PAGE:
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Entries in On Campus by Kirk Carapezza

The news from campuses around the nation is clear: as a concentration for study, the humanities have seen better days. That's what makes a two-year-old project at Boston College so interesting. At the Heights, it's the English Department that's pioneering technological change.

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As community colleges assume a more central role in the nation's higher education landscape, the question of how prepared graduating high school students are is increasingly important. Some states are trying to improve the quality of, and change the way students think about, remedial education.

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Months after he resigned, the former president of Westfield State is now being sued for allegedly misusing school funds. 

On Thursday, Massachusetts Attorney General Martha Coakley accused Evan Dobelle of spending nearly $100,000 on personal expenses and family vacations.

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College administrators and IT geeks are descending on Boston this week to discuss how the expanding role of technology in education is changing teaching and learning on college campuses. The 21st annual Campus Technology conference opened on Tuesday at the Hynes Convention Center, giving young start-ups the chance to push products that could shape the next generation of high-tech in higher education.

In Washington D.C. this week, House lawmakers advanced a bill that could make it easier for students and families to manage debt by combining four college tax benefits into a single one. The idea, supporters say, is to reduce some of the confusion that exists around paying for college. Despite current tax credits, student loan debt in the United States has skyrocketed over $1 trillion.

Harvard will implement its first university-wide sexual assault policy this fall. As part of the policy, a team of trained civil rights investigators, working out of a new centralized office, will review all sexual assault cases at each of the university's thirteen schools. Previously, academic administrators had been the ones to investigate those reports.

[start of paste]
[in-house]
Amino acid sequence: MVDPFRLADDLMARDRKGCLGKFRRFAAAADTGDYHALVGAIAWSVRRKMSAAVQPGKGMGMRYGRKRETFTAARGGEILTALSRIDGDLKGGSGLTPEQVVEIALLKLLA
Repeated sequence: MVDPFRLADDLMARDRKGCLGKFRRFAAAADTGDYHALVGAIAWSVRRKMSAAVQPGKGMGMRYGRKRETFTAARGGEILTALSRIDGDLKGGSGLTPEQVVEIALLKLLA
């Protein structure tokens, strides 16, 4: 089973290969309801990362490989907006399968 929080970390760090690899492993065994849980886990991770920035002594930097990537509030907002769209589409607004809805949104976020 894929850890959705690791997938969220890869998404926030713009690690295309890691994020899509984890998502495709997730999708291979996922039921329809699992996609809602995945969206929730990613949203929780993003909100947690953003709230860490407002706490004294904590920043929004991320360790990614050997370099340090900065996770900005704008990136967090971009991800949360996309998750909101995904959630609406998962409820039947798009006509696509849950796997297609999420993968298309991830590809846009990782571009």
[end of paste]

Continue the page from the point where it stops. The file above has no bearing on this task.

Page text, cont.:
When you factor in the size of a school’s endowment and its ability to offer financial aid, it turns out, incoming full-time freshmen at the University of Massachusetts Amherst are paying more than their counterparts at Harvard. That’s according to the latest federal figures released by the Department of Education.

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A new report out this week from the Brookings Institution looks at more than two decades of financial data, specifically how Americans are paying for higher education. The report finds the student debt crisis that we've all been hearing about isn't actually as bad as the public – and the media – often makes it out to be. WGBH’s Kirk Carapezza sat down with Beth Akers, a co-author of the report, to talk about the controversial findings.

It’s been 50 years since Massachusetts Governor Endicott Peabody signed a bill creating a Boston campus for the University of Massachusetts, a move that came after UMass Amherst turned down more than 1,000 qualified applicants from the city.

On Wednesday, the Senate voted against a bill filed by Sen. Elizabeth Warren, D-Mass., that would allow college graduates to refinance their outstanding student loans at lower interest rates. 

Despite the public outcry about mounting student loan debt, Republican leaders widely dismissed the measure as a progressive political stunt during an election year because it called for a new tax on millionaires and billionaires to cover the cost. 

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